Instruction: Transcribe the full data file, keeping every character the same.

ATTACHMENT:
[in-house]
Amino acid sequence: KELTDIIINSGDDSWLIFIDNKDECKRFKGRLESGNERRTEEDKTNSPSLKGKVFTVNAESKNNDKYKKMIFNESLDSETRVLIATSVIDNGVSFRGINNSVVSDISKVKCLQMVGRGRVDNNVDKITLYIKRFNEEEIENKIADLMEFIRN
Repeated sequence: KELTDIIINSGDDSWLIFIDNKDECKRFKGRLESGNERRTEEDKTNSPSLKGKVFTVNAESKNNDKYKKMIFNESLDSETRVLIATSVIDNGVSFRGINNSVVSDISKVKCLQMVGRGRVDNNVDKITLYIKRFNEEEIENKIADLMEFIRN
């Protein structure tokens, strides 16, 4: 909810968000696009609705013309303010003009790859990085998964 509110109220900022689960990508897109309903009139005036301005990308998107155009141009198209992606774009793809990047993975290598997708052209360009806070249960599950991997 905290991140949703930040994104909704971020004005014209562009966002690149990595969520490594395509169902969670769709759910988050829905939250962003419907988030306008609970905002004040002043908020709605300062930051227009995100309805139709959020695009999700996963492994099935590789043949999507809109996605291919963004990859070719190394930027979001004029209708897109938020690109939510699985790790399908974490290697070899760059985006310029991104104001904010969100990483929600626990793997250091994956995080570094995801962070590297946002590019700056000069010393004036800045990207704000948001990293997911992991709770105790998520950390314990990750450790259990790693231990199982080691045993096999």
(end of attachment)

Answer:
[in-house]
Amino acid sequence: KELTDIIINSGDDSWLIFIDNKDECKRFKGRLESGNERRTEEDKTNSPSLKGKVFTVNAESKNNDKYKKMIFNESLDSETRVLIATSVIDNGVSFRGINNSVVSDISKVKCLQMVGRGRVDNNVDKITLYIKRFNEEEIENKIADLMEFIRN
Repeated sequence: KELTDIIINSGDDSWLIFIDNKDECKRFKGRLESGNERRTEEDKTNSPSLKGKVFTVNAESKNNDKYKKMIFNESLDSETRVLIATSVIDNGVSFRGINNSVVSDISKVKCLQMVGRGRVDNNVDKITLYIKRFNEEEIENKIADLMEFIRN
């Protein structure tokens, strides 16, 4: 909810968000696009609705013309303010003009790859990085998964 509110109220900022689960990508897109309903009139005036301005990308998107155009141009198209992606774009793809990047993975290598997708052209360009806070249960599950991997 905290991140949703930040994104909704971020004005014209562009966002690149990595969520490594395509169902969670769709759910988050829905939250962003419907988030306008609970905002004040002043908020709605300062930051227009995100309805139709959020695009999700996963492994099935590789043949999507809109996605291919963004990859070719190394930027979001004029209708897109938020690109939510699985790790399908974490290697070899760059985006310029991104104001904010969100990483929600626990793997250091994956995080570094995801962070590297946002590019700056000069010393004036800045990207704000948001990293997911992991709770105790998520950390314990990750450790259990790693231990199982080691045993096999």